Swim Noodle Menorah
The Swim Noodle Menorah. Google all you want, but it won’t be there unless it’s here, because I’ve just invented it. I am ridiculously pleased. It signals my complete recovery from a summer illness that left no room for aggressively thematic, Jewy frivolity.
Foam flames in a foam candle in a foam candleholder
My goal was to make a practice menorah irresistible to young children. Everybody likes swim noodles, don’t they? Swim noodle candles are fun to hold, are big, lightweight, and easy to slide in and out of foam drink-holders. Foam-against-foam friction is far more satisfying than, say, foam against cardboard tubes or metal cans. The craft foam flames are easy for little hands to poke into Continue reading
PVC Menorah, ready to disassemble and reassemble
The finished PVC menorah worked beautifully at the Chanukah Carnival. The volunteer who staffed that station devised a great ploy to generate interest: he left it half-assembled and then asked kids if they would like to “help finish it.” They sure did. Boys and girls, I am pleased to report, in seemingly even numbers. Leaving it half-built was a wise move. This left just enough of the structure up to entice would-be builders, yet not enough to look finished (and therefore not as alluring). If he had disassembled the whole thing between turns, the kids would have seen nothing to draw them to the table.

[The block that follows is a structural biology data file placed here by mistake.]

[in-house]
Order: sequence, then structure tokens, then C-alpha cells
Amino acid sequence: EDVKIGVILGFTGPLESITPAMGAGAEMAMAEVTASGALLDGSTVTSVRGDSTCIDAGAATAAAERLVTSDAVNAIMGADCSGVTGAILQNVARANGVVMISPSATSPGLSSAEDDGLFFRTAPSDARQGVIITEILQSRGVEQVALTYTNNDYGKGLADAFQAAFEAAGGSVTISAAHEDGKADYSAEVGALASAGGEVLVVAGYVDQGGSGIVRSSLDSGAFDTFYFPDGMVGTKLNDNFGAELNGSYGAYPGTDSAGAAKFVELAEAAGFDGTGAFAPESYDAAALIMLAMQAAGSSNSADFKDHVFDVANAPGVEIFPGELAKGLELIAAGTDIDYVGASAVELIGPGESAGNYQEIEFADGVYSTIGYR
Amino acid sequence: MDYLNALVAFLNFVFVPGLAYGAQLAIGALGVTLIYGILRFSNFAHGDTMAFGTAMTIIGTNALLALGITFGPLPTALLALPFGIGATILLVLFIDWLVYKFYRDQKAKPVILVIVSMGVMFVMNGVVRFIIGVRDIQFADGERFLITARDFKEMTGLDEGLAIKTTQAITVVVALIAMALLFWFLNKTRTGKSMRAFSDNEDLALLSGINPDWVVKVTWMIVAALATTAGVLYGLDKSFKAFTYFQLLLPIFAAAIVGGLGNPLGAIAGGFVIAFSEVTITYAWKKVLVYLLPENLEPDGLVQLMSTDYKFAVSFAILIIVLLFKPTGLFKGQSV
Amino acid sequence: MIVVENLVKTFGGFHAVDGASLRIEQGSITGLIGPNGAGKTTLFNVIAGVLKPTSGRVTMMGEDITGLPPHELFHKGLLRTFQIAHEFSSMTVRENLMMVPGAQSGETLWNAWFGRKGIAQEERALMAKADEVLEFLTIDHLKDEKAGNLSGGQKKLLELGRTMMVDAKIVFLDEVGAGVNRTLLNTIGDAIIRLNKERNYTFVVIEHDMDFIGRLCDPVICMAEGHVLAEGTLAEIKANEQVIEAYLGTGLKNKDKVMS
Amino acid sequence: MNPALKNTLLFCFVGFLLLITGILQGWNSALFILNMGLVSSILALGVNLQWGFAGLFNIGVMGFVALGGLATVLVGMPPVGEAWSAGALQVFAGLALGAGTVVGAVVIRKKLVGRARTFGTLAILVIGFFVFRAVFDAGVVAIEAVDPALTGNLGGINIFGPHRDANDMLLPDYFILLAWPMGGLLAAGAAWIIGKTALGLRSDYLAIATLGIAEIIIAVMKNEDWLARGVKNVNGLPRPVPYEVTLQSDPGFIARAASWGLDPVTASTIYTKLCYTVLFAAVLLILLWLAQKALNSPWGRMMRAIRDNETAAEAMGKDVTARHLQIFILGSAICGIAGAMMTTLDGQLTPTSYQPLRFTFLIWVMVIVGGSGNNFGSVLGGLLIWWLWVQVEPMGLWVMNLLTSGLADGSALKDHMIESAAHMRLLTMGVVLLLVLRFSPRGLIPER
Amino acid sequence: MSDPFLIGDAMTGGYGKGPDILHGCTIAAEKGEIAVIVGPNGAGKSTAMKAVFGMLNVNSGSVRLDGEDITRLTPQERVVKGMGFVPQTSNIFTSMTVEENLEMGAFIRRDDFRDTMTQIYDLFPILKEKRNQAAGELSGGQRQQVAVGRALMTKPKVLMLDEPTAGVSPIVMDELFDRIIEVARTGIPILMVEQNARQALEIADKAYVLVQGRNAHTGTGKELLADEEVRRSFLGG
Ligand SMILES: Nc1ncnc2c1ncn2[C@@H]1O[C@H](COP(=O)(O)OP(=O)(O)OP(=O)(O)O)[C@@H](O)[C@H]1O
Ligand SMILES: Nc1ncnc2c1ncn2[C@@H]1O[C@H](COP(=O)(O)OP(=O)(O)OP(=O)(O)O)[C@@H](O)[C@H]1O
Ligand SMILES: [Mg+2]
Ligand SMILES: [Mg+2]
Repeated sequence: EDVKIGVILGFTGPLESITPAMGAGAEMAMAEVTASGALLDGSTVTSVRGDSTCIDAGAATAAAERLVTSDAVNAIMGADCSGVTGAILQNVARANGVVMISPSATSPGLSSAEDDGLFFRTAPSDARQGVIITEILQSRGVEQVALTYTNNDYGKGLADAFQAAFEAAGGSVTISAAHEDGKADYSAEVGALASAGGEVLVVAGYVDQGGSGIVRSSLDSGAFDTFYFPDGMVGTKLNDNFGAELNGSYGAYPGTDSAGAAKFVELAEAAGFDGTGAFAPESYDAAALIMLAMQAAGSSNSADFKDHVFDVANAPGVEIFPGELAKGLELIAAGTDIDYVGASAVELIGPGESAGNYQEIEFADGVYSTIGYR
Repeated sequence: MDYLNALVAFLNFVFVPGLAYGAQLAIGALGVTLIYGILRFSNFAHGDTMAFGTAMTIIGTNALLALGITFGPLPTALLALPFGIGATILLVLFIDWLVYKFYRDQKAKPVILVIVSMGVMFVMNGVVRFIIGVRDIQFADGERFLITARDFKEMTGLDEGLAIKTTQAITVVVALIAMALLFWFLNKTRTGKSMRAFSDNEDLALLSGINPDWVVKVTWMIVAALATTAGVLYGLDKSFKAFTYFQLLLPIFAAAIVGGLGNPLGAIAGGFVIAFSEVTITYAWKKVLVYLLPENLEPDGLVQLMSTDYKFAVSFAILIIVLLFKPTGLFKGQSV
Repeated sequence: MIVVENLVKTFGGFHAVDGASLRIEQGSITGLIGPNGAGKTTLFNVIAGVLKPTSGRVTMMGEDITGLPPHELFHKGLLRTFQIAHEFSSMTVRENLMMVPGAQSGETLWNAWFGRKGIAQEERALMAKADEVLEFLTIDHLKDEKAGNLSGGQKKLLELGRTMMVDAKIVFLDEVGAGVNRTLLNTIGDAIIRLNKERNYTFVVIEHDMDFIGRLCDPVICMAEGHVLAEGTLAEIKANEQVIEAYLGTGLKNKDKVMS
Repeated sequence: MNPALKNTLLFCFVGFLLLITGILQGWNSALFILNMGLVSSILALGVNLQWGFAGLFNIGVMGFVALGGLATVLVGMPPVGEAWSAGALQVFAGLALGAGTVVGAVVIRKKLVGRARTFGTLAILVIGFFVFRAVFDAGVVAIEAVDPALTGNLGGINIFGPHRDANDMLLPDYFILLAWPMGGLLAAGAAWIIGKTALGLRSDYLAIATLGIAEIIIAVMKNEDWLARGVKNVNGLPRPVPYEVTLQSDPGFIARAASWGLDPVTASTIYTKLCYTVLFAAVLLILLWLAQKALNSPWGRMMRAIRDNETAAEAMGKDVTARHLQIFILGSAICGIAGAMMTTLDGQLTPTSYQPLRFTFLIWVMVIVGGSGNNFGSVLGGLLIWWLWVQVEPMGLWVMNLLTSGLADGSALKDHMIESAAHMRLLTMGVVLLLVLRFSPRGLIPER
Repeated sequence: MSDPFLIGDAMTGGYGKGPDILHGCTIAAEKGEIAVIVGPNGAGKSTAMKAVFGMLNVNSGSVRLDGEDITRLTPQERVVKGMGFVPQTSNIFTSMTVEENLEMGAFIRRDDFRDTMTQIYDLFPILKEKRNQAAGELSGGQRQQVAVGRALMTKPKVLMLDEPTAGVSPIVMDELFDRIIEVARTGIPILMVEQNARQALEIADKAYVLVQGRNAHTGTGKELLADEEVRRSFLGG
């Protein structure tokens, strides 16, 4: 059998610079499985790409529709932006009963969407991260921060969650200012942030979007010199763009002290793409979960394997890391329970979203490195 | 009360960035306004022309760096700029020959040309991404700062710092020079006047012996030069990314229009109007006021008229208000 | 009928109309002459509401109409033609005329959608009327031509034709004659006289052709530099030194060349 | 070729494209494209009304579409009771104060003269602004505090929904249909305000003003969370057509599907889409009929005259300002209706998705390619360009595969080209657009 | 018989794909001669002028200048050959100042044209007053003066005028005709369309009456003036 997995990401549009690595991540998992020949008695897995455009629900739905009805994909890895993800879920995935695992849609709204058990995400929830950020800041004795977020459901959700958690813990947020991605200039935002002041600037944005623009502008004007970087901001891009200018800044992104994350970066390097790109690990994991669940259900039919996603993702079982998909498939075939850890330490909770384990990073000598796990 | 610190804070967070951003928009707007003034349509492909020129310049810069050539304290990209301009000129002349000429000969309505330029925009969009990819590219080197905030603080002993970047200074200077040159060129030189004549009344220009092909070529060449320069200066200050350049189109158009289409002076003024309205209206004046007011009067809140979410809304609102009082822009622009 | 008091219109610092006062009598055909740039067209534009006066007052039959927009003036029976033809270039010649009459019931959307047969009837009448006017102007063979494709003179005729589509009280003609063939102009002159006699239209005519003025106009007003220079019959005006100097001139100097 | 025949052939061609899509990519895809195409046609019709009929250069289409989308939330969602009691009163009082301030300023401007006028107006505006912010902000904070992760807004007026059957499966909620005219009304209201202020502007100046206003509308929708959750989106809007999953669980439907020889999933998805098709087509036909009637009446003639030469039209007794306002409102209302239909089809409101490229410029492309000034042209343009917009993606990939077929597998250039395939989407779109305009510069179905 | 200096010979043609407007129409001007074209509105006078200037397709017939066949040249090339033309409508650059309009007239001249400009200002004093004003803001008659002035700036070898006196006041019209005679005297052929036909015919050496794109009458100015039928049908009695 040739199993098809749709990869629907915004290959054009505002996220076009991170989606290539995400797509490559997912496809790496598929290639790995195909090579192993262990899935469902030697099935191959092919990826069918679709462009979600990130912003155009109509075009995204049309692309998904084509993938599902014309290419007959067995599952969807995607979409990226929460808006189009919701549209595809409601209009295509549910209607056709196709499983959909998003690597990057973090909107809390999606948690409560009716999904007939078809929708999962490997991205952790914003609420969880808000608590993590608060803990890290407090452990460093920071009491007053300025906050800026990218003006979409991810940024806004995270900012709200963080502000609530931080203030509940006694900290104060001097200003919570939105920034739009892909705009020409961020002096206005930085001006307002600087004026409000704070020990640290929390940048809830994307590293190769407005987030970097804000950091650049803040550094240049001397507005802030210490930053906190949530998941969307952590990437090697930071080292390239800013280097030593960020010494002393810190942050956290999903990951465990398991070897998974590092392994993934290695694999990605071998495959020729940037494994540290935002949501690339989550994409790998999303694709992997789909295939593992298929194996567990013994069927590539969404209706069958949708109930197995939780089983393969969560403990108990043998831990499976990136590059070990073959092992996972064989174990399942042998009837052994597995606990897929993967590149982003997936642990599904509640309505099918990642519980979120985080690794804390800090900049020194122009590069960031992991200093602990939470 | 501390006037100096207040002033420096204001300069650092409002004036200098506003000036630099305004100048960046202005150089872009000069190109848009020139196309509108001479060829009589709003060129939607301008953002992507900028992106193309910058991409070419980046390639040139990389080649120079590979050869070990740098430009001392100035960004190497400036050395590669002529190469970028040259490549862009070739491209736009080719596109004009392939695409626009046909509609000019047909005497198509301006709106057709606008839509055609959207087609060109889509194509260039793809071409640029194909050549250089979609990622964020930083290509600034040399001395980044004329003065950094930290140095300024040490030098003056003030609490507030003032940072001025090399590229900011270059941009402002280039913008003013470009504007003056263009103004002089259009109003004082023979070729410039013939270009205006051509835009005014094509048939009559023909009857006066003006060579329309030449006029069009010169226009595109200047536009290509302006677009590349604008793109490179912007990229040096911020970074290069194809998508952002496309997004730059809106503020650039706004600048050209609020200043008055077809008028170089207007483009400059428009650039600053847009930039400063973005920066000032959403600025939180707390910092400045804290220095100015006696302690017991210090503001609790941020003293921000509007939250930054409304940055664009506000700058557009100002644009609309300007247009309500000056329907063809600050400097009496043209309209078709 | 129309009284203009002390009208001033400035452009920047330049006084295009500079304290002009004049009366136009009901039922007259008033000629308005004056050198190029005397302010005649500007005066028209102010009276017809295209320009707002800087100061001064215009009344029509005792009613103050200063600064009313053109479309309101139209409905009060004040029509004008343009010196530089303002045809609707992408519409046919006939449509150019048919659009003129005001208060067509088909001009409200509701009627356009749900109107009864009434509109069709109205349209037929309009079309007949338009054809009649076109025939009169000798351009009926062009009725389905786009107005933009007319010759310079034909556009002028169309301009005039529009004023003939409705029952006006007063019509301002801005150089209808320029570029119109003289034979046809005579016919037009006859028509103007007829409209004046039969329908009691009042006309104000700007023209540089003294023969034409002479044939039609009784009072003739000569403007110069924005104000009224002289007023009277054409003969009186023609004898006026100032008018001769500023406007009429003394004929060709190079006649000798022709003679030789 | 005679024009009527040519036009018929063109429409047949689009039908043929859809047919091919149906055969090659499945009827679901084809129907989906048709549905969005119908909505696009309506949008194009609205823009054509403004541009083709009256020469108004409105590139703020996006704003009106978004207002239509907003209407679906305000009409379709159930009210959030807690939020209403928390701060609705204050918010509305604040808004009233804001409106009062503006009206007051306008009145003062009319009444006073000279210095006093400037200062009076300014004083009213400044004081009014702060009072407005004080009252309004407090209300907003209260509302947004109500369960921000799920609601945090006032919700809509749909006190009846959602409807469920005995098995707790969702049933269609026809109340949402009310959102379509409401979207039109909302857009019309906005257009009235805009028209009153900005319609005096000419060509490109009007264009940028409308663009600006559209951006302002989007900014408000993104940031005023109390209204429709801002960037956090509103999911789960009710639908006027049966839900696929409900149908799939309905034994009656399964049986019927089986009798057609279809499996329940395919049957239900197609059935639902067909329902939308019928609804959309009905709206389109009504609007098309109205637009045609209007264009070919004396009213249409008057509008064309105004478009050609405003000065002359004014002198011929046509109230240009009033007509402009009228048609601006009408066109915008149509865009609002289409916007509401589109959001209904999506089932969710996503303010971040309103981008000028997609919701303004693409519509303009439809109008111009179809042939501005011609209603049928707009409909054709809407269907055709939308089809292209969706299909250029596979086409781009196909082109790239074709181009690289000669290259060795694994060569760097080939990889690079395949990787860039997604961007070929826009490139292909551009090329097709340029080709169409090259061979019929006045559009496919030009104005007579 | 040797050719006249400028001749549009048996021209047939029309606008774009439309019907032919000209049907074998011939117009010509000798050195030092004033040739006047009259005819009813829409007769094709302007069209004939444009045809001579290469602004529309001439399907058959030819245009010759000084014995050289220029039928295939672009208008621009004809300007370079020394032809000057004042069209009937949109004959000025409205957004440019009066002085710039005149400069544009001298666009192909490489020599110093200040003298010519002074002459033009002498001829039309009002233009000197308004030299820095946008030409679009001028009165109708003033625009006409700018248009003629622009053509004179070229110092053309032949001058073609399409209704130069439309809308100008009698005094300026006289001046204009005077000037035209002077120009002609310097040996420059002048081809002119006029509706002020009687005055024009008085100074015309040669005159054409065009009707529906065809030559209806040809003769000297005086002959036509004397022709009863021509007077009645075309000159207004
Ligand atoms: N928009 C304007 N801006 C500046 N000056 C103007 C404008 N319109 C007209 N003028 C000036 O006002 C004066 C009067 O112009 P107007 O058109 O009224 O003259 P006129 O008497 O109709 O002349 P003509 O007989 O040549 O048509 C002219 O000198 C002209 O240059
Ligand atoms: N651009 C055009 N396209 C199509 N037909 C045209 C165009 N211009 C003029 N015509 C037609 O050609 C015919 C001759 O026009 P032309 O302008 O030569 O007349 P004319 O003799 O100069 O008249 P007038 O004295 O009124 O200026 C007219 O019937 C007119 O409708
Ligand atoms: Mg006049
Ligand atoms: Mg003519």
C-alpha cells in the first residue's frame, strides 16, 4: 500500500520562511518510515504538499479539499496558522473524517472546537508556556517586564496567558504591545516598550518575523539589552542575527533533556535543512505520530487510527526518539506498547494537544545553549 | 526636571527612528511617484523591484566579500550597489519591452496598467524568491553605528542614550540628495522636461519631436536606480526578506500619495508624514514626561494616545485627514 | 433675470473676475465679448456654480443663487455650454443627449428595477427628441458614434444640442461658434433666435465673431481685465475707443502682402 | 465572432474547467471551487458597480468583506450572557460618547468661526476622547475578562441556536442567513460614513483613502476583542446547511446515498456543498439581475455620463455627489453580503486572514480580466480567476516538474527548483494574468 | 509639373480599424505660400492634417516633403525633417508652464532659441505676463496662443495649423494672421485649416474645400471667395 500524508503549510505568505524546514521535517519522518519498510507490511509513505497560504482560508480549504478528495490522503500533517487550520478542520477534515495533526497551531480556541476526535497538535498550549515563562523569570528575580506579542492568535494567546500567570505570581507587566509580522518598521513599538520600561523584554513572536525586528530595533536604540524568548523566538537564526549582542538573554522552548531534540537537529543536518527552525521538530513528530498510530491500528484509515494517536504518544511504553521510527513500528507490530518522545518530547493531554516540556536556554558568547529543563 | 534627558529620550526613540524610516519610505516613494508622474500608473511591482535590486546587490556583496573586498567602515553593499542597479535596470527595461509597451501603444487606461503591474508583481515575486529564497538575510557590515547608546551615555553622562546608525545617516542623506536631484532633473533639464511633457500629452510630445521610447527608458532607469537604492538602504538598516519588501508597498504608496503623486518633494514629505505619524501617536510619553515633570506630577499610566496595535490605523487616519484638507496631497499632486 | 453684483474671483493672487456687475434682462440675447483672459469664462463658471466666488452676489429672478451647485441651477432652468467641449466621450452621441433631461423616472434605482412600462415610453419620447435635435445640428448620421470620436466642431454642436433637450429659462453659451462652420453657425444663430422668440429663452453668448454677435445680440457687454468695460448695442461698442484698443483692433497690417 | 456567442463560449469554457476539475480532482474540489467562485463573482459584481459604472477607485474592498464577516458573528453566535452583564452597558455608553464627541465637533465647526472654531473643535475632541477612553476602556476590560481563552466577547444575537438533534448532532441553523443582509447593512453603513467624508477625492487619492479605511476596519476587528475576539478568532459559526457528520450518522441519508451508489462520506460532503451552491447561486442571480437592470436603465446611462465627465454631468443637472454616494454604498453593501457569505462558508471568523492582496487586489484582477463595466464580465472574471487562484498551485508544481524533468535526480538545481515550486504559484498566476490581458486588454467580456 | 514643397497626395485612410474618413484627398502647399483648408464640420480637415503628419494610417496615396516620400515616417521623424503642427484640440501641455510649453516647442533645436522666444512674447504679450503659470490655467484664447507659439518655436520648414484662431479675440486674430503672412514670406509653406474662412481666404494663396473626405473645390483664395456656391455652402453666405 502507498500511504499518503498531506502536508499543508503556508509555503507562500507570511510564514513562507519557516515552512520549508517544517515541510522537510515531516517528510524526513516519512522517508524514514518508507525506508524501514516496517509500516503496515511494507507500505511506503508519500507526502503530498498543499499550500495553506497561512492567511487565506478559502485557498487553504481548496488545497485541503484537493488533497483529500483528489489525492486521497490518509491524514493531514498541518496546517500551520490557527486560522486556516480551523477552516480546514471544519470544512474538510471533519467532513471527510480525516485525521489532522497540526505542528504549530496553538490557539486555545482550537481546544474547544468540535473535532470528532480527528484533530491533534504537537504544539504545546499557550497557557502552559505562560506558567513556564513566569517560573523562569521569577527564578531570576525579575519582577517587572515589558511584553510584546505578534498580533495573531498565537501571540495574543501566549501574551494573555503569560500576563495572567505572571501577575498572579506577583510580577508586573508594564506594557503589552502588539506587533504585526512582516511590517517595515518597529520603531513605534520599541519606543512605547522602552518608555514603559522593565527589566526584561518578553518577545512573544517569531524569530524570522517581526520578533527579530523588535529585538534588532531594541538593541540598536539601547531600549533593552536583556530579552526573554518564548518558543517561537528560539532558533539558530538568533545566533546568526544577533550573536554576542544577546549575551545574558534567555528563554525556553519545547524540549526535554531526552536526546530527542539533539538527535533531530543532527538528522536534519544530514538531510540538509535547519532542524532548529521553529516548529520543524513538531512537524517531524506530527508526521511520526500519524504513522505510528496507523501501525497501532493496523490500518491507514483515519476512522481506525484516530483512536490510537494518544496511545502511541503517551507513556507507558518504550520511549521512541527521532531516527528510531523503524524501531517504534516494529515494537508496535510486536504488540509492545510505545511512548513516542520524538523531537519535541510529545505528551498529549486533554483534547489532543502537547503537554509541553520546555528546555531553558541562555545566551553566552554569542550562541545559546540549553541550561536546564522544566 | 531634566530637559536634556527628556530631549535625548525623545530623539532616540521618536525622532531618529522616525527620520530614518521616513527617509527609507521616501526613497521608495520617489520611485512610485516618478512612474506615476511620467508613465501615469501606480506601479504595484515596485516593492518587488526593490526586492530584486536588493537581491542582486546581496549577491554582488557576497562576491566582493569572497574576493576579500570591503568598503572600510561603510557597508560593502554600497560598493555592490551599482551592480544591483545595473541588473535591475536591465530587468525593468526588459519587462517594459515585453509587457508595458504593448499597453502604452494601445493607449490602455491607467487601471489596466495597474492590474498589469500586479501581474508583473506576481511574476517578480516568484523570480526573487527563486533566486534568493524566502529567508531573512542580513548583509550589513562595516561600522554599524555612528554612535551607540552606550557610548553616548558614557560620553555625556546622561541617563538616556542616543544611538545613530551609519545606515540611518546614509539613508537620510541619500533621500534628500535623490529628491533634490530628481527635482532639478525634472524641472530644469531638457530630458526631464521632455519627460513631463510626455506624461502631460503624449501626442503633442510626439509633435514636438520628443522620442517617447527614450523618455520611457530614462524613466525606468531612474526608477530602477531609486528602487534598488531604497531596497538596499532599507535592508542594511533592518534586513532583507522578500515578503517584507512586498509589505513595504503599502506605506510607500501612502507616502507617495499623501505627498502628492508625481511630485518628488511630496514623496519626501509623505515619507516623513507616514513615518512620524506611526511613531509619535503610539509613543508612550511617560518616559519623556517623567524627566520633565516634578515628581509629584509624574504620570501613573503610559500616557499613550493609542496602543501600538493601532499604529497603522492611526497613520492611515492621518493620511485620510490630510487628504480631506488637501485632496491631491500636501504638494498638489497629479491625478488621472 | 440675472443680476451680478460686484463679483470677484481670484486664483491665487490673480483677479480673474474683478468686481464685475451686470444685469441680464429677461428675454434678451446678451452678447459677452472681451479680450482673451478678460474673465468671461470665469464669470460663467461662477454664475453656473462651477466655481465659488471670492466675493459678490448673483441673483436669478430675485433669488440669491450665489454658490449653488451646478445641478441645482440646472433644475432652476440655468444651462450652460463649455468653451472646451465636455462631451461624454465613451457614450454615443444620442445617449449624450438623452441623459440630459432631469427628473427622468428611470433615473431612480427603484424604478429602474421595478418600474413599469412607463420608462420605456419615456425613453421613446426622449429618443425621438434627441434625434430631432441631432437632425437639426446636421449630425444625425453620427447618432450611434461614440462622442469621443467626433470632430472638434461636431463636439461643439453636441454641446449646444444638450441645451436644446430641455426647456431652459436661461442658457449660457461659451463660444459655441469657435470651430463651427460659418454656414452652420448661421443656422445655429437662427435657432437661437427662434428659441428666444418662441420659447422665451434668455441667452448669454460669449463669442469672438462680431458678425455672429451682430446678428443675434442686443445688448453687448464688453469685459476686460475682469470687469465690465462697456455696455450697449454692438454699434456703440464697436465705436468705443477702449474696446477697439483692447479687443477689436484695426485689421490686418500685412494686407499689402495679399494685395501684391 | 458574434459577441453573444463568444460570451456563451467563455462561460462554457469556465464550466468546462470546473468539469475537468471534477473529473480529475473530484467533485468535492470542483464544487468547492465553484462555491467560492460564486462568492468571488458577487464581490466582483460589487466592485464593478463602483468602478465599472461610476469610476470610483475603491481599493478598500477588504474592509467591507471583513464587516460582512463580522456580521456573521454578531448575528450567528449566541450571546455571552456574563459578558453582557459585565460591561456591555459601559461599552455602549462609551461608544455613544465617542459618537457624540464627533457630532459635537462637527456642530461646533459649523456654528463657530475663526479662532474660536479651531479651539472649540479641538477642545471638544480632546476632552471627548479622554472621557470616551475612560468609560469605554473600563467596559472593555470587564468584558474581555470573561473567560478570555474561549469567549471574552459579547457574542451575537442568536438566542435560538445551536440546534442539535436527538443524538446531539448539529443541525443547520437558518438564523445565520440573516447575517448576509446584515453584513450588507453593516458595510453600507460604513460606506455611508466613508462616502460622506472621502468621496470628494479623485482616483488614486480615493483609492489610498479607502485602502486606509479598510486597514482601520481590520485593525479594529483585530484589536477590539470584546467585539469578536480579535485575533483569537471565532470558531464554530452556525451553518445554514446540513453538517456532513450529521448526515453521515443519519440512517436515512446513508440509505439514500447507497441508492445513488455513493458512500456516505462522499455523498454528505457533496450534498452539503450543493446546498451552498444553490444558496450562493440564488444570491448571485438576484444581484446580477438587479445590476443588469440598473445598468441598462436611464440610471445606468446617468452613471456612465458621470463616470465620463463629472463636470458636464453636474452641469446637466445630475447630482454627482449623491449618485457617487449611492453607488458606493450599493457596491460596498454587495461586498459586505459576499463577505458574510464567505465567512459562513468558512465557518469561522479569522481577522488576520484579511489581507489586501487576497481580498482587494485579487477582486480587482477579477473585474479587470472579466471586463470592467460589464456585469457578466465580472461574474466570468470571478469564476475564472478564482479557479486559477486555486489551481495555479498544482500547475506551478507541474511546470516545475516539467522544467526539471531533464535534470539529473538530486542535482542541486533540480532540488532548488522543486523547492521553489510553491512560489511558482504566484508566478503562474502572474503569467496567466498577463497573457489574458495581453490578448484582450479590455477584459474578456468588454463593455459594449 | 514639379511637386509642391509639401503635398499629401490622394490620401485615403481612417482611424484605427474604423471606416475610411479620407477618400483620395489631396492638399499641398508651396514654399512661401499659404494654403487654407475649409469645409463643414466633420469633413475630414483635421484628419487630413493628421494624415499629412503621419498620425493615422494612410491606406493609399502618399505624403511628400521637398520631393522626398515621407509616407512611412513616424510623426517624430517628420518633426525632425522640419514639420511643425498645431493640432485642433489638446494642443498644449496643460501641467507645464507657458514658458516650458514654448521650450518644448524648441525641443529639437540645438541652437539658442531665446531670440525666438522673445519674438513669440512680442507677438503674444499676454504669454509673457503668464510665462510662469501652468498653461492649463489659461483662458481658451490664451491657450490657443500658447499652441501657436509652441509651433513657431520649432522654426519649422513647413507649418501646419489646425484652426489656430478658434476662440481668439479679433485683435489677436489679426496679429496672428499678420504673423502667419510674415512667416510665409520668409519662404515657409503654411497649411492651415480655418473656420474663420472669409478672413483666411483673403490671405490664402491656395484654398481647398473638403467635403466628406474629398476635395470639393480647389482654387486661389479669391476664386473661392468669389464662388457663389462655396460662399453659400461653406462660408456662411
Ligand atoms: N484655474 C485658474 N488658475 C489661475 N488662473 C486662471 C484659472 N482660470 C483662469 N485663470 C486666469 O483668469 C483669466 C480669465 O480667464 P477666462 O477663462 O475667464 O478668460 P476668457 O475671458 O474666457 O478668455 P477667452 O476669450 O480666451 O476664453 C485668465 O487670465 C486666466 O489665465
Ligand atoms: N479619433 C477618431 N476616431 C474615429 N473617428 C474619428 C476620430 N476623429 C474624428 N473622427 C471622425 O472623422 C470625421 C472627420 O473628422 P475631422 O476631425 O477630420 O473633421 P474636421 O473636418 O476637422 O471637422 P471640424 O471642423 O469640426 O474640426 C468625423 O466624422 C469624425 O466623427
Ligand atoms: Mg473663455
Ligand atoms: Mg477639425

Setup: I put everything on a huge baking tray on a card table. The tray was the working surface, and the raised sides (like a jellyroll pan) kept pieces from Continue reading
my DIY PVC menorah, so far
Addendum: you want to see the revised version? Go to the newer post: PVC Menorah Kit for kids, revised.
For the synagogue’s Chanukah Carnival this year, I want to add a Build a Menorah station for kids. The goal: to assemble a menorah from bits of PVC pipe. They don’t get to keep the menorah and it won’t actually work (as in, it isn’t wired and it isn’t fire-safe for candles). No, the real goal is the process: for kids to figure out how all the pieces can fit together properly, and then to take them apart for the next person to try. They can choose to make a 7-branch Temple Menorah or a 9-branch Hanukkah Menorah (Hanukkiyah).
The new station should give the older kids something else fun to do while the little ones are busy with Dreidel Fishing and Squirt the Menorah and so forth. It will appeal to the types that love to build anything out of anything.
I bought the pipes, fittings and an awesome cutting tool that—Hallelujah—makes my hacksaw obsolete. The tool wasn’t my only surprise, as evidenced by my facebook status: Continue reading